"It's in my blood now," James said. "I'll be out there if it takes all year. My husband says: you're not retiring are you? I said, oh I'm not retiring I'm just starting a new fight."

"I just can't fathom--" James paused for a long moment, considering Walker's proposal to do away with collective bargaining. "I can fathom what they feel: and that's anger. Can I blame them? No. Because I feel the same emotion for them."

Thursday, February 24, 2011

Unions And The Future

By Matt Stoeller of the Roosevelt Institute.
Today, the city of Providence, Rhode Island sent out layoff notices to every single teacher in the city. Every single one of them. If you want to understand why this is happening, why wages in the US keep getting cut, this chart tells the story.That’s the number of strikes since 1947. What you’ll notice is that people in America just don’t strike anymore. Why? Well, their jobs have been shipped off to factory countries, their unions have been broken, and their salaries until recently have been supplemented by credit. It’s part of a giant labor arbitrage game, that the Federal Reserve and elites in both parties are happy to play. Strike, and you’re fired. Don’t strike, and your pay is probably going to be cut. Don’t like it? Sorry, we can open a plant abroad. And we have institutions, like the IMF, to make sure that we get goods from those factory-countries, and get them cheap.

But it’s not cheaper, or better, or more efficient. Firing your teachers isn’t exactly “winning the future”. And outsourcing manufacturing, as Boeing found out, is often a good way to increase coordination costs, create more operational risk, and destroy value. However, the system is good at maintaining the power of oligarch-style control of cultural institutions. If no one but the kids of rich people can read, only the kids of rich people will be able to organize society’s resources. Outsourcing work to China means that workers are scared and have no leverage, so they do what management wants. Again, this isn’t efficient; the UAW sought to make small cars in the 1940s, but was rebuffed by management. Workers are closest to production; treating them terribly is a good way to degrade product quality. Silicon Valley companies give their engineers free snacks and frisbees because happy employees that take ownership over their work create good quality products. Treating people terribly scares them, and makes them more pliable. Again, it’s about control.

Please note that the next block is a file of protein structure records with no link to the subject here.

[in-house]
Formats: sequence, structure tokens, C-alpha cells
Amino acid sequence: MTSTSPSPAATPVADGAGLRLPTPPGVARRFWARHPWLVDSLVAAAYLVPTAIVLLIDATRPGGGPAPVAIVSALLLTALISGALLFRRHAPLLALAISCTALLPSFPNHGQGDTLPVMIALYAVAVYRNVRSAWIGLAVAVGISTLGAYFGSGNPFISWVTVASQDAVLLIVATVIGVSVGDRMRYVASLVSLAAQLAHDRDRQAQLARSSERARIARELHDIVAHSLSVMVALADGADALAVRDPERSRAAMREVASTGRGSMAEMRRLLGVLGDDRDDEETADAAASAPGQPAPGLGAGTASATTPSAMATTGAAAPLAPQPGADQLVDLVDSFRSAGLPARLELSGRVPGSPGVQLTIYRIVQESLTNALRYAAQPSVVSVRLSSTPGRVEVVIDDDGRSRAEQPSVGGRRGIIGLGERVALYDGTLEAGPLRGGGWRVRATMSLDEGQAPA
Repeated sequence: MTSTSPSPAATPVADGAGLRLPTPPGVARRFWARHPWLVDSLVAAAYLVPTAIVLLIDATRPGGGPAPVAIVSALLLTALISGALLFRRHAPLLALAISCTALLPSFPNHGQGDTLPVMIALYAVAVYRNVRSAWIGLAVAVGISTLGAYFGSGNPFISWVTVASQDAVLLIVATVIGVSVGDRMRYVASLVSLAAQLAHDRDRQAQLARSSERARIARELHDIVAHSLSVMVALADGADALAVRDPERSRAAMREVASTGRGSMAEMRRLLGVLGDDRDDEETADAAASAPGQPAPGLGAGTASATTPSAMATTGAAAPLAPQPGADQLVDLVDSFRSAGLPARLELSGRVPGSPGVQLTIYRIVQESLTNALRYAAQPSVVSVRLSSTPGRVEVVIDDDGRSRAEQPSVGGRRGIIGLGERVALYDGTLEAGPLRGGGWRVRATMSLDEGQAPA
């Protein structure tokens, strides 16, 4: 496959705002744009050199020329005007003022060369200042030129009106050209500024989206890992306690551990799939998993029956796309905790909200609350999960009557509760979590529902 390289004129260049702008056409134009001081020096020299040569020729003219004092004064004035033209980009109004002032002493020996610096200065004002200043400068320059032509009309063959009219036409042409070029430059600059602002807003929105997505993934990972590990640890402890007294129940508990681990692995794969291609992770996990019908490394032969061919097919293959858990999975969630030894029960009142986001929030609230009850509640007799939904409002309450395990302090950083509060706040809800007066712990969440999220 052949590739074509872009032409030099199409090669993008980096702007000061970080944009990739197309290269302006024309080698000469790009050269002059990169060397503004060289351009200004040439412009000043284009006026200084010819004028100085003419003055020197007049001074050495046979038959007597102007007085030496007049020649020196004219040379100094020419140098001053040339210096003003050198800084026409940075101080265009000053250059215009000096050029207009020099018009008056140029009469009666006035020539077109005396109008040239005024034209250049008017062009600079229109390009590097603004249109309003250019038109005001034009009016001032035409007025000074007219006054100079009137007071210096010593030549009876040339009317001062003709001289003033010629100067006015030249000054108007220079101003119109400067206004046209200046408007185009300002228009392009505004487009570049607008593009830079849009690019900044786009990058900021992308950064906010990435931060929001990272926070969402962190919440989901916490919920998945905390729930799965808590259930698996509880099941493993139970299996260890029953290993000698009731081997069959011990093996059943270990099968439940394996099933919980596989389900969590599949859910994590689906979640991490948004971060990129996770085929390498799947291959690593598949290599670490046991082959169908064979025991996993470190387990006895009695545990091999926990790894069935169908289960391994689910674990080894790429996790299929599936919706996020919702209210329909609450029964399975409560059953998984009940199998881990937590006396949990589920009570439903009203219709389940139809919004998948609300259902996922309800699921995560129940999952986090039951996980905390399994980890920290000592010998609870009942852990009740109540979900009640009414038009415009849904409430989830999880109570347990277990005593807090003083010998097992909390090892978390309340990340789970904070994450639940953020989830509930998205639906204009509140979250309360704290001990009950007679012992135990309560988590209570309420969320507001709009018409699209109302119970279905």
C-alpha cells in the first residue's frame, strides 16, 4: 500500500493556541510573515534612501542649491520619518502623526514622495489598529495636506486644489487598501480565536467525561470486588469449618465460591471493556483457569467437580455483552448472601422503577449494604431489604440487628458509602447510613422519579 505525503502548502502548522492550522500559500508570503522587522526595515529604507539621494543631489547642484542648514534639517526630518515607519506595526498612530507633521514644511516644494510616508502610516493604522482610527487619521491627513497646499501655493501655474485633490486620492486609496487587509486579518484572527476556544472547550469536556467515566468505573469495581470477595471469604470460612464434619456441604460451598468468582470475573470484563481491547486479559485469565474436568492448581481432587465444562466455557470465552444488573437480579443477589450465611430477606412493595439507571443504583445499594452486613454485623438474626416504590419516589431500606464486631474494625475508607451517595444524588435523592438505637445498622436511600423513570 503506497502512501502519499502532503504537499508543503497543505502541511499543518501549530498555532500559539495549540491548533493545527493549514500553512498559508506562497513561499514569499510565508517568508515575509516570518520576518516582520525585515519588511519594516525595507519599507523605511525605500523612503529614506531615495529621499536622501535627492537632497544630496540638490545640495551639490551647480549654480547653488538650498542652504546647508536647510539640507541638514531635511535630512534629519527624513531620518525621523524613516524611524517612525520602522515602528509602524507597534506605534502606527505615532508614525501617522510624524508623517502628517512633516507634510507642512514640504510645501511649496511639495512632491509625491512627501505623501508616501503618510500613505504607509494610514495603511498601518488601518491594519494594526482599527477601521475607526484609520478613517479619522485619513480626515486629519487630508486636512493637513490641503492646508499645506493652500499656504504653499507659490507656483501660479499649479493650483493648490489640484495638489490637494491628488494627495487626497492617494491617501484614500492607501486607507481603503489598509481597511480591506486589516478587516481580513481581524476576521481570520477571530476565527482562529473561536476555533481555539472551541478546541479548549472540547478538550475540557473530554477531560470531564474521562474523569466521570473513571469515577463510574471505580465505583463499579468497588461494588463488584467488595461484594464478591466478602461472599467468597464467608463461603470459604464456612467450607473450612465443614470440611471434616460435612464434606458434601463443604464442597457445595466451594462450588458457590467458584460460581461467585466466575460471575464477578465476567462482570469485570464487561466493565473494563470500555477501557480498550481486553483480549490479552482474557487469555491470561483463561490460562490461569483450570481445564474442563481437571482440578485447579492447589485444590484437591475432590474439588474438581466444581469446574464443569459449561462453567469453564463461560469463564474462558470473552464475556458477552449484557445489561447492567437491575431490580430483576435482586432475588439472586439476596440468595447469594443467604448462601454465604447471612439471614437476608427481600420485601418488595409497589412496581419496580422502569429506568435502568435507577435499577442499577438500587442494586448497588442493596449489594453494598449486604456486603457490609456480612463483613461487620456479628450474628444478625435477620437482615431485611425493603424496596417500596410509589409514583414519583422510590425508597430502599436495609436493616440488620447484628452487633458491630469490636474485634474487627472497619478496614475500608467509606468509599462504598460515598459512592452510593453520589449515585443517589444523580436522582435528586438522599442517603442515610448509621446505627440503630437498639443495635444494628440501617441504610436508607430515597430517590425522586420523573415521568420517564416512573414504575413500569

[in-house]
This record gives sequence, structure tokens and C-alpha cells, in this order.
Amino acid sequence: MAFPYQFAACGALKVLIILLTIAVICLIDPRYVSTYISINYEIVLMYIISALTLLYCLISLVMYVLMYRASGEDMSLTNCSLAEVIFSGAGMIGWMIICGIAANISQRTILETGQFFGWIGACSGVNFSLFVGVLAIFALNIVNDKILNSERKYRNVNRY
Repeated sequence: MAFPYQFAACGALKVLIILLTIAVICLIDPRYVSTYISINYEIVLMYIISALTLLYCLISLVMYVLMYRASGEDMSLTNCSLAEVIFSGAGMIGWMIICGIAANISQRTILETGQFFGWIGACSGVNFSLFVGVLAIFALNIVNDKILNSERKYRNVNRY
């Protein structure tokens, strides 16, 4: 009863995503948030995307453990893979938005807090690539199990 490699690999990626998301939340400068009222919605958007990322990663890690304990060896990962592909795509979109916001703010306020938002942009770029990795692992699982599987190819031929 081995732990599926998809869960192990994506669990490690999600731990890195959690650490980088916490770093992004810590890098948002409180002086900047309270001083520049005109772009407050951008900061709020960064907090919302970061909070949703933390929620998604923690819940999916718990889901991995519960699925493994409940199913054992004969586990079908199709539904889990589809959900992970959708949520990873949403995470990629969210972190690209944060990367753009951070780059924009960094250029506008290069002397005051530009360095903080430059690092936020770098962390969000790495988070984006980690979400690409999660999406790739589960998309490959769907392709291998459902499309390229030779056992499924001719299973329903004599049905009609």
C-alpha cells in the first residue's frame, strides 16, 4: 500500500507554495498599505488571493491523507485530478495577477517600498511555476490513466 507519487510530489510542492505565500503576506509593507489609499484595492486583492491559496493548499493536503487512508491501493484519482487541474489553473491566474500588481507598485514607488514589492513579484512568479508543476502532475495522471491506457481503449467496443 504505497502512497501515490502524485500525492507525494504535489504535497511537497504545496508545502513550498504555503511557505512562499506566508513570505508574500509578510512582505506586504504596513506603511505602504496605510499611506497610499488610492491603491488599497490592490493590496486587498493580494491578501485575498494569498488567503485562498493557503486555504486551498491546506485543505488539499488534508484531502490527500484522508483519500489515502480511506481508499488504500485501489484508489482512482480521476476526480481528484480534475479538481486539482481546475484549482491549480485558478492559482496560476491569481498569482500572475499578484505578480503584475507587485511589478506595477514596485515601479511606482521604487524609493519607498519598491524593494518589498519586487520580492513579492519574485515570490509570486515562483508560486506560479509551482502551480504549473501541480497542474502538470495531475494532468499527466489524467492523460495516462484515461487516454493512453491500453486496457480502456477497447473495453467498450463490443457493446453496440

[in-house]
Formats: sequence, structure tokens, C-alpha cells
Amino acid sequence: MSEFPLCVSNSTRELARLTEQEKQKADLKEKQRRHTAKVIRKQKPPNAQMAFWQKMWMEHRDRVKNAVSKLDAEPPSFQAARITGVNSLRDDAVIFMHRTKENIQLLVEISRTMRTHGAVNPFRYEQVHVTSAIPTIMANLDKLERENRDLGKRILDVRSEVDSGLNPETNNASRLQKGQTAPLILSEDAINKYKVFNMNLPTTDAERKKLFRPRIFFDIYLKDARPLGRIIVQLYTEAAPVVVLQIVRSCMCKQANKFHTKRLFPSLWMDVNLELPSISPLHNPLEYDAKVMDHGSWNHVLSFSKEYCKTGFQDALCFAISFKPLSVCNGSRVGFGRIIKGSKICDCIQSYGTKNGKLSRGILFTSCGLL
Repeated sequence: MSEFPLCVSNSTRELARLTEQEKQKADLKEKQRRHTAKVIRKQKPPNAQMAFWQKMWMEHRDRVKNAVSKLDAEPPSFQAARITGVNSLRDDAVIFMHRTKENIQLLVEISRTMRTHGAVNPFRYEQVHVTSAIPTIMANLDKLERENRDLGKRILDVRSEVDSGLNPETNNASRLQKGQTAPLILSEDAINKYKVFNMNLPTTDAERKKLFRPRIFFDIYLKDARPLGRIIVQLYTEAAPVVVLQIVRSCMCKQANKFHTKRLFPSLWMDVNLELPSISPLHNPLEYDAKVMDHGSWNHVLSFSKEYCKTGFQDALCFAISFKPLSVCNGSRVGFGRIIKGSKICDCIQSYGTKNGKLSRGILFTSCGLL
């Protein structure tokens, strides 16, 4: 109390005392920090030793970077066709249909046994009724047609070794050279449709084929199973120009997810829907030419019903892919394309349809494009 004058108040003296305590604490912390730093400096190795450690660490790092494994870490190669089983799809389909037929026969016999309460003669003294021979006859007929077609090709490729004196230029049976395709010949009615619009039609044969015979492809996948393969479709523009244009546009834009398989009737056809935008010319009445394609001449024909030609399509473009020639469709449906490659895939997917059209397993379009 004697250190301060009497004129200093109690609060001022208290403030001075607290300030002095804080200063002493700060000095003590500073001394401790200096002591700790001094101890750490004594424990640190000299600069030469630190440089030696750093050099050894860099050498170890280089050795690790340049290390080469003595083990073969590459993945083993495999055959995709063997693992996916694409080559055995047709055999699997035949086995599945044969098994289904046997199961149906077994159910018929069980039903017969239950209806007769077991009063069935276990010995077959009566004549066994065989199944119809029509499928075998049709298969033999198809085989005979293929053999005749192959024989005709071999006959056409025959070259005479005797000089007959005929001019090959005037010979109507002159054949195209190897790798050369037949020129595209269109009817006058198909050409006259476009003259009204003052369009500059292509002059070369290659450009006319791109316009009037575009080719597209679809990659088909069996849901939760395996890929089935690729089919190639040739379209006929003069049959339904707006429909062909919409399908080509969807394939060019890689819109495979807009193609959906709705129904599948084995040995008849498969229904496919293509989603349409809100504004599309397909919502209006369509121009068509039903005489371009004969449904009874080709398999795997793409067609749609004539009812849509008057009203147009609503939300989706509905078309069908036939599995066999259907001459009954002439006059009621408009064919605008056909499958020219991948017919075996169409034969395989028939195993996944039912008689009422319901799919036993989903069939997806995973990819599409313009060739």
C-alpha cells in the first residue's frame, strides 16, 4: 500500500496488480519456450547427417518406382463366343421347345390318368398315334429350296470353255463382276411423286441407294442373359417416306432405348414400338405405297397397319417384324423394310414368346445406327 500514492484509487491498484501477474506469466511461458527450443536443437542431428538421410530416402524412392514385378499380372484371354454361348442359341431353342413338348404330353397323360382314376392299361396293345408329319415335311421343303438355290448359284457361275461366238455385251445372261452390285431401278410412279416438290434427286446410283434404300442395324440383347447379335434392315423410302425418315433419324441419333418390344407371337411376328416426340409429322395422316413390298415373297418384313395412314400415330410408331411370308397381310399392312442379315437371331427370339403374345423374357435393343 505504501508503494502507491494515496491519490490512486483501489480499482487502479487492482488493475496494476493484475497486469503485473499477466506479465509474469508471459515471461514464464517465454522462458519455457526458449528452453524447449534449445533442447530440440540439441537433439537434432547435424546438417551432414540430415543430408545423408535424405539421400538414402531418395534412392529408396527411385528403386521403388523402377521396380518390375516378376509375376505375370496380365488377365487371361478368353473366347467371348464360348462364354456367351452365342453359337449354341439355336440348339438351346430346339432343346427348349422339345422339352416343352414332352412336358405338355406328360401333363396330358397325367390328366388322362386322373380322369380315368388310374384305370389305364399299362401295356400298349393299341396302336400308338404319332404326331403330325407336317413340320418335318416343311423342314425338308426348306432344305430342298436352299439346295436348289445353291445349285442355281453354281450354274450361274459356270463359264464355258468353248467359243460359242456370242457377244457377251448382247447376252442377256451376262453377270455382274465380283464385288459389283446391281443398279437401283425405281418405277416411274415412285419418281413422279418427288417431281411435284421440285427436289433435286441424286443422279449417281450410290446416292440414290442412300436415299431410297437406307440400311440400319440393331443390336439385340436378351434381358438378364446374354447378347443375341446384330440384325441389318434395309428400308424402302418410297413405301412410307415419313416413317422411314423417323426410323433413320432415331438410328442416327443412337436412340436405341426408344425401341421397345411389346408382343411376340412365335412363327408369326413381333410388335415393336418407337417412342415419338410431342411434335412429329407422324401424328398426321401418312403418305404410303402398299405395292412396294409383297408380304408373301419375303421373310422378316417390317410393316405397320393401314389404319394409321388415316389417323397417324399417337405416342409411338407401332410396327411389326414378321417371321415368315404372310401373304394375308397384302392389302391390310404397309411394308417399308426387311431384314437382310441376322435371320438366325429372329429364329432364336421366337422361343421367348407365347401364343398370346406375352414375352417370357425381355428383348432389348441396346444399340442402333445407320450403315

The problem for the elites is that the system of control is breaking down. I noted a week and a half ago that the Egyptian revolution was a labor uprising against Rubinites. So to the extent that global labor arbitrage relies on sweatshops and environmental degradation in poor countries for cheap goods, successful strikes in poor countries undercuts the whole system. The reason to outsource work in the first place is to prevent workers in rich countries from gaining pricing and political power. Now workers in poor countries are getting pricing and political power? It’s actually a fragile system of control, and can be broken through either crackdowns on tax havens and oligarchs in wealthy countries or protests/strikes where the goods are made.

The Egyptian revolution was really a series of protests and highly politicized strikes, which is why people in Madison are taking inspiration from Cairo. In fact, the actions in Egypt may be creating a wave of labor actions worldwide, rippling to Wisconsin, Indiana, and Ohio. All of these strikes are aimed at a collusive set of tight relationships. Here’s new Republican Florida Governor Rick Scott in a back and forth with public employees explaining how this system works. One worker asked him about proposed benefit cuts in the face of a multi-year freeze in salaries and layoffs.

“Do you fully realize the gross unfairness of that proposal?” one worker asked Scott.

Scott said a change was needed and that, “You never know exactly what’s fair.”

“Right now your plan in underfunded, whether anyone wants to acknowledge it or not,” Scott said. “So whoever the youngest is, everyone else should thank them because there might not be a pension plan, just like we’re worried about Social Security.”

Scott didn’t mention the pension fund is about 88 percent funded – among the best in the country – while Social Security is scheduled to start paying out more than it takes in as soon as 2014.

Instead, Scott said both government and the private sector have less money to spend “and you guys all cause it.”

“As an example, you all shop at WalMart, right?” Scott said. “You don’t say, ‘Golly, I’m going to buy the product because they have a better pension plan or better health care plan or pay more taxes. You say, ‘I’m going to buy based on price.’

“That’s what taxpayers are doing now,” he said. “They’re moving around the country to pick states where they can keep more and more of their dollars. So what we’ve got to do … we’ve got to figure out how to get more efficient every day.”

A female worker was cheered when she asked this follow-up: “How do you expect employees to pay for these increases when we ourselves have not had an increase?”

“I would never defend that any compensation is ever fair for anybody, especially the hardest working people,” Scott said. “It’s never fair and it never will be fair.”

There’s a reason Scott is incoherent. Florida’s pension fund has lots of money in it, and Scott wants to make sure that workers don’t get very much of it. “You never know exactly what’s fair” and “It’s never fair and never will be fair” are cynical Rumsfeld-ian post-modern excuses for wealth transfers upward.